Rick Warren cancels presidential forum; mixed explanations as to why
Rick Warren decried what he calls a lack of civility in the presidential race.
August 23rd, 2012
06:12 PM ET

Rick Warren cancels presidential forum; mixed explanations as to why

By Dan Gilgoff and Eric Marrapodi, CNN Belief Blog Co-Editors

(CNN) - High-profile pastor Rick Warren has called off plans for a presidential forum that he said was scheduled to include both major party candidates, but there are conflicting accounts about why the event was canceled.

Warren told the Orange County Register that he was nixing his "civil forum" because of the toxic political climate.

"It would be hypocritical to pretend civility for one evening only to have the name-calling return the next day," Warren told the newspaper in an article published Wednesday.

But sources close to President Barack Obama's and Mitt Romney's political campaigns challenged that explanation, saying the event was canceled because of a lack of interest from the respective campaigns.

"As I understand it, Pastor Warren received tepid responses from both camps well before the supposed 'cancellation,'" said a senior Democratic strategist in contact with the Obama campaign.

Follow the CNN Belief Blog on Twitter

"It appears that the event was canceled because neither the Romney nor Obama campaigns thought it was in their interest to do," the strategist continued, speaking on condition of anonymity to discuss a delicate political matter.

A source close to the Romney campaign said that the former Massachusetts governor hadn't planned on attending Warren's event: “We were never going, ever. We offered to do a video.”

A source close to Warren who worked on the event planning disputed the offer of a video from Romney’s campaign, ”considering the unique live, long-form Q & A format of the civil forum, obviously, video representation would have been impossible and was never discussed.”

The source said, “presumably the individual who responded on behalf of Gov. Romney confused Pastor Warren’s conversations with top campaign officials about that event with the exclusive five-minute plenary video that both he and President Obama provided at the request of Saddleback Church for a Global Health and HIV/AIDS Summit that Rick and Kay Warren co-hosted with several other ministry organizations at Georgetown University on July 25.”

During the 2008 election, Warren played host to both major party candidates at his Saddleback Church in Southern California, in what he called Saddleback Civil Forum on the Presidency.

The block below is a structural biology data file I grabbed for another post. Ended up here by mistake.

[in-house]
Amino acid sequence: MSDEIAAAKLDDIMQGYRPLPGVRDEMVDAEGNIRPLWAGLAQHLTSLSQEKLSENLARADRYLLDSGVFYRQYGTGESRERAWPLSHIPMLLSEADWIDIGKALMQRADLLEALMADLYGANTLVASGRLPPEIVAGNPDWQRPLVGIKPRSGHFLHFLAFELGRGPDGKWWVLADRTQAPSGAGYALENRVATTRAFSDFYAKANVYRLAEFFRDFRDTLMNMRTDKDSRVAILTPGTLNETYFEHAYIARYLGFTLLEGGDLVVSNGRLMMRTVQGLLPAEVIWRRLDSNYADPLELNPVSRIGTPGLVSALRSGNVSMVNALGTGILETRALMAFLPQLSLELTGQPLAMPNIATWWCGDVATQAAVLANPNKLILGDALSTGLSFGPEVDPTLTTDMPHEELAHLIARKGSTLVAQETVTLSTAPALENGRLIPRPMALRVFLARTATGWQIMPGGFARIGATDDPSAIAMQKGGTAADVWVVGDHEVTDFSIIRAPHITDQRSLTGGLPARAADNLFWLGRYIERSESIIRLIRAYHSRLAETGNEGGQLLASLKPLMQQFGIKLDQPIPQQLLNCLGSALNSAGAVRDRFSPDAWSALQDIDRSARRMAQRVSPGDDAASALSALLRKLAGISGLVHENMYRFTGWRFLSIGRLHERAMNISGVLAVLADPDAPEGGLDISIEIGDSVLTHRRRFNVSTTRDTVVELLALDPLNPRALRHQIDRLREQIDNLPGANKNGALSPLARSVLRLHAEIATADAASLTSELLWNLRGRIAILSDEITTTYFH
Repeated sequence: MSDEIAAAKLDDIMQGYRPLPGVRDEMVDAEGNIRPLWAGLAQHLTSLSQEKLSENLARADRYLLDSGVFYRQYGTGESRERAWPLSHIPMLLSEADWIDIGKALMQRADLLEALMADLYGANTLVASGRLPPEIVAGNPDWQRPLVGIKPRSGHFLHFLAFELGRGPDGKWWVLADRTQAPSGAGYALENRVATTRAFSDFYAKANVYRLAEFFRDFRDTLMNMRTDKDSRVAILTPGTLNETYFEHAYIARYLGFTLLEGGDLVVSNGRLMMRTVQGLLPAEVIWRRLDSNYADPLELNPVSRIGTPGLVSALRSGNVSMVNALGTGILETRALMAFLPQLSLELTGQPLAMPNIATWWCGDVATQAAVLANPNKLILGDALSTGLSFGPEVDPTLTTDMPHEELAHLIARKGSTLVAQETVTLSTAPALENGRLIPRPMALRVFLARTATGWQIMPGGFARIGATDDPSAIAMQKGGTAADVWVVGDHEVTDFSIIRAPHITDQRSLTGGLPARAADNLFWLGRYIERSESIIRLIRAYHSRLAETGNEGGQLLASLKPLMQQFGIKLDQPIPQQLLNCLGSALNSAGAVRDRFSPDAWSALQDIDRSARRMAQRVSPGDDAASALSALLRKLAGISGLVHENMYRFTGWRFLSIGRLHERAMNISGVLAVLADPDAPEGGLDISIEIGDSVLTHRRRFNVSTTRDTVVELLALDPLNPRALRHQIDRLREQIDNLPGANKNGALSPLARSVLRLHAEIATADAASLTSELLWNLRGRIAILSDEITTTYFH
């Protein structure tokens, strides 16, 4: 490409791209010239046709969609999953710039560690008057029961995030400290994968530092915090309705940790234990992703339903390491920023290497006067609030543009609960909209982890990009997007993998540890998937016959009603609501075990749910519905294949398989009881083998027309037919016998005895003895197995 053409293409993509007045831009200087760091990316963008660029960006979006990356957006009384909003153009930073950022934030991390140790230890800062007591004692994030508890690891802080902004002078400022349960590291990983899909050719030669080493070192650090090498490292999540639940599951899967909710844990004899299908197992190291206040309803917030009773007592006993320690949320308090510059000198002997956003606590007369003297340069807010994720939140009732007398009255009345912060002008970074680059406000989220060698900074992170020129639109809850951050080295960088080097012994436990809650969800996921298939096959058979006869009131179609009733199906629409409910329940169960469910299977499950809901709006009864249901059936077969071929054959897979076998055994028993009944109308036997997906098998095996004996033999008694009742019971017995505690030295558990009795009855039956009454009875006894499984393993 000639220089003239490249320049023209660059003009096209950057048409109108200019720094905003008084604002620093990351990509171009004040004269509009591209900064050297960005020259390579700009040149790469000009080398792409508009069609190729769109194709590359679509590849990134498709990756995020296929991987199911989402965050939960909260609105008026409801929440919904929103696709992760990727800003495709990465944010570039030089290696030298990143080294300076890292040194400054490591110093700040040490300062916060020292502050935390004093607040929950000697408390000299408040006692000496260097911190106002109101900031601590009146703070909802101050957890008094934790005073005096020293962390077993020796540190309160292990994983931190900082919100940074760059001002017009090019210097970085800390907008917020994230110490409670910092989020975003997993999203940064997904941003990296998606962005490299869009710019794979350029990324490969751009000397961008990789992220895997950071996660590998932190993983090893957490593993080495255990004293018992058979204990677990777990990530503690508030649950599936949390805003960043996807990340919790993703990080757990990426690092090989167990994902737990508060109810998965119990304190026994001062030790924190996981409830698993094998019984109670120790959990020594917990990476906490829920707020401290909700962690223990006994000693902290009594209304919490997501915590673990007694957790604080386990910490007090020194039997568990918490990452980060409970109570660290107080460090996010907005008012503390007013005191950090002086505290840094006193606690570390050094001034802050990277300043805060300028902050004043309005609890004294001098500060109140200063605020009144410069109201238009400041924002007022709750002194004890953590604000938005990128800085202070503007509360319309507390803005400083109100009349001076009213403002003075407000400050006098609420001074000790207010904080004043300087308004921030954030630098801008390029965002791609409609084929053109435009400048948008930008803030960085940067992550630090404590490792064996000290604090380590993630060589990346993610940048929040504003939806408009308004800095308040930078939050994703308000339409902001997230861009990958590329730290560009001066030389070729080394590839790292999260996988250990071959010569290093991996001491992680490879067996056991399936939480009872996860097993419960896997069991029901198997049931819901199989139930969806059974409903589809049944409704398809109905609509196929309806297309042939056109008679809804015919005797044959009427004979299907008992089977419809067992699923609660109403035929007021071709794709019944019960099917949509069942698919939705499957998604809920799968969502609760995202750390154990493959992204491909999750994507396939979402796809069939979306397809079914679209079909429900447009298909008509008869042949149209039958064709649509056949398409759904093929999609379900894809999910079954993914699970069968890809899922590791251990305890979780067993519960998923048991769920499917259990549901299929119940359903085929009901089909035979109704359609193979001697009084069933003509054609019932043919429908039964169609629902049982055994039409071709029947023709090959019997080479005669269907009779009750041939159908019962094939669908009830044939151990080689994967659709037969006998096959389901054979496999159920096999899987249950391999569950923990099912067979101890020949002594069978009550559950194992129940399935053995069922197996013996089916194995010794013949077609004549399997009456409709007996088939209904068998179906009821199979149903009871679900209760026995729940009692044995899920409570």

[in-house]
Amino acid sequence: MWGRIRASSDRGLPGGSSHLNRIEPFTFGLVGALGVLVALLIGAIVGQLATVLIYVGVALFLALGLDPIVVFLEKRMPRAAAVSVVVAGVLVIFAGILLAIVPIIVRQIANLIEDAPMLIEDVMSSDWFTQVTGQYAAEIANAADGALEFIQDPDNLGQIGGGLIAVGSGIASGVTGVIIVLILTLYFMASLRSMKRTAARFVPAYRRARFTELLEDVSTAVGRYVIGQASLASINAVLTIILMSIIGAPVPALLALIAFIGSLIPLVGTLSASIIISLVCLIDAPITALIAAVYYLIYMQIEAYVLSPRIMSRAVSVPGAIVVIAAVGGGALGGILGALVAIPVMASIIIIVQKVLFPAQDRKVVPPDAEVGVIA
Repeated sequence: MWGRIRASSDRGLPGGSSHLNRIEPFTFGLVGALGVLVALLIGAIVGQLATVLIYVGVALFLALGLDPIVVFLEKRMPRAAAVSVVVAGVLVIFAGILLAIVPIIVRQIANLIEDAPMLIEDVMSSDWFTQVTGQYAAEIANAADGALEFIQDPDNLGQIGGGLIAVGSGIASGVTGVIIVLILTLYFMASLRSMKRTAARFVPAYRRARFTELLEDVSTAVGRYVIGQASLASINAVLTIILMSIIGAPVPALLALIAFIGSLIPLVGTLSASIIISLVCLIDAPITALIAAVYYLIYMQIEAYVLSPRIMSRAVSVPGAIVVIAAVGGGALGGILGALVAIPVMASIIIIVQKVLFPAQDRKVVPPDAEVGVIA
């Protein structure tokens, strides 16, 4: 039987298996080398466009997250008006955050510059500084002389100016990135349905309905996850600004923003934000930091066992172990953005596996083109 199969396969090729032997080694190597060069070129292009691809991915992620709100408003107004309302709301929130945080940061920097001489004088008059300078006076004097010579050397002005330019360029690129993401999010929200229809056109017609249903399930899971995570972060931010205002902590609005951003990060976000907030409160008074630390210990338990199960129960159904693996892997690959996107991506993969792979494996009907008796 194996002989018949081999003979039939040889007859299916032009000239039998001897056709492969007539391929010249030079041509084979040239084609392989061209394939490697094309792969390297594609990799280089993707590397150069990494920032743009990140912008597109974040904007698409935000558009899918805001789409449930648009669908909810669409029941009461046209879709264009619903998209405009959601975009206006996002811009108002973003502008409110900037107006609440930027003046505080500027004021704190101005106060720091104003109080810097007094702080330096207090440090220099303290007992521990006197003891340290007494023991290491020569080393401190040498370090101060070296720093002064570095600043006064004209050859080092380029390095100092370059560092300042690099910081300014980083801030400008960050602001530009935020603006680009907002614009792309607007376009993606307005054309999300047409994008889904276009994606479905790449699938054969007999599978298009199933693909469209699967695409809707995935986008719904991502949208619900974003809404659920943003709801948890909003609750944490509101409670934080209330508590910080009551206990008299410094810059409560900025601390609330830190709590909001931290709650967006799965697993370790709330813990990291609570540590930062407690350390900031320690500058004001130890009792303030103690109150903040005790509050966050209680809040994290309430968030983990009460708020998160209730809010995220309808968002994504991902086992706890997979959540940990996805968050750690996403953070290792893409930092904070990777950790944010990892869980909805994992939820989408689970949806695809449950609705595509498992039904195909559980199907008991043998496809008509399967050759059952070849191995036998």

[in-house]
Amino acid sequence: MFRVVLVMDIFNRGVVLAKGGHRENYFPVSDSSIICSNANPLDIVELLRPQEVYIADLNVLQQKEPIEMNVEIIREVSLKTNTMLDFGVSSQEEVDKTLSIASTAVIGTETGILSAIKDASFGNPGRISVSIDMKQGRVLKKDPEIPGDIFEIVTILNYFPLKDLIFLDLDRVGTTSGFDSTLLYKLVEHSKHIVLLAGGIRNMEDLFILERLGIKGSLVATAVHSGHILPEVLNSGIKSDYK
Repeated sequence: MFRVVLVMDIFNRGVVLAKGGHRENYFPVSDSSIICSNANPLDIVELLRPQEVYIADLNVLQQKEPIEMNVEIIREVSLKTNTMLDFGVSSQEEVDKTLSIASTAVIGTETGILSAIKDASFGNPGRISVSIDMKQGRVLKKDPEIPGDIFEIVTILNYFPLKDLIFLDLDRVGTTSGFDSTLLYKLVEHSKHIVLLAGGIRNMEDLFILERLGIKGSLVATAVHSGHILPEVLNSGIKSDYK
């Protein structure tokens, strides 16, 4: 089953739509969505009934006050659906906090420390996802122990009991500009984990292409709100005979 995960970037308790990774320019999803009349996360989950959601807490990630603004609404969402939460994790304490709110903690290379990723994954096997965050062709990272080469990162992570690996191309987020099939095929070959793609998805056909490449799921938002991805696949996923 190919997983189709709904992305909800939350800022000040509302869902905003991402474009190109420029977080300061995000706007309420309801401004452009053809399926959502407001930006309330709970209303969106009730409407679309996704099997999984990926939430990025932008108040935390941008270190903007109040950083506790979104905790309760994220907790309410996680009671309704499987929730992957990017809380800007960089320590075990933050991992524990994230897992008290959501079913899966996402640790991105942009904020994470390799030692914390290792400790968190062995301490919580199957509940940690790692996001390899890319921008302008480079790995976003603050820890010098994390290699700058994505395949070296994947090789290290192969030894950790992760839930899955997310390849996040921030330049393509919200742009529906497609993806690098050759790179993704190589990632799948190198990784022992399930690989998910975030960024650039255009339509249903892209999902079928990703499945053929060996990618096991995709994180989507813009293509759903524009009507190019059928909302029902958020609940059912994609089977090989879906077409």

Warren told the Orange County Register this week that this year's civil forum had been scheduled to take place this week and that there was interest from both campaigns and from the media.

CNN’s Belief Blog: The faith angles behind the biggest stories

"[T]he TV networks were eager to cover it again since it garnered one of the largest viewing audiences of that election," Warren said. "I talked with both campaigns about the possibility of doing it again, and they were both favorable to participating."

Warren's spokesman declined an interview request on Thursday, referring reporters to the Orange County Register.

At the 2008 forum, Obama and Republican presidential John McCain fielded questions one at a time from the pastor on Saddleback's stage in front of 5,000 people and a nationally televised audience.

"We’ve got to learn to disagree without demonizing each other, and we need to restore civility in our civil discourse and that’s the goal of the Saddleback Civil Forum,” Warren said in the statement after the event.

This week, Warren seemed to criticize both campaigns.

"The forums are meant to be a place where people of goodwill can seriously disagree on significant issues without being disagreeable or resorting to personal attack and name-calling," he told the Register. "But that is not the climate of today's campaign."

"I've never seen more irresponsible personal attacks, mean-spirited slander and flat-out dishonest attack ads, and I don't expect that tone to change before the election," Warren said.

Warren also said a larger issue cast a shadow over the event: religious freedom.

"There are widespread attempts to redefine the First Amendment to simply mean 'You are free to believe anything at your place of worship but you are not free to practice your conscience elsewhere,' " Warren told the Register, saying he was planning a forum on religious liberty for next month.

Warren used the issue to take special aim at Obama.

When asked by the Register what he thought of the candidates views on religious liberties he said, "President Obama's policies clearly show what he values, and I have told him that I adamantly disagree with those particular policies."

In February, Warren joined a chorus of Catholic leaders who denounced the administration over the implementation of a policy that required health insurers to provide no-cost contraception coverage to employees, even those working for Catholic hospitals and colleges.

"I'm not a Catholic," Warren, a Southern Baptist, wrote on his Twitter feed, "but I stand in 100% solidarity with my brothers & sisters to practice their belief against govt pressure."

Most evangelical and conservative Christians from Protestant backgrounds do not oppose the use of contraceptives, as official Catholic teaching does. The issue for those groups was what they saw as a threat to religious liberty.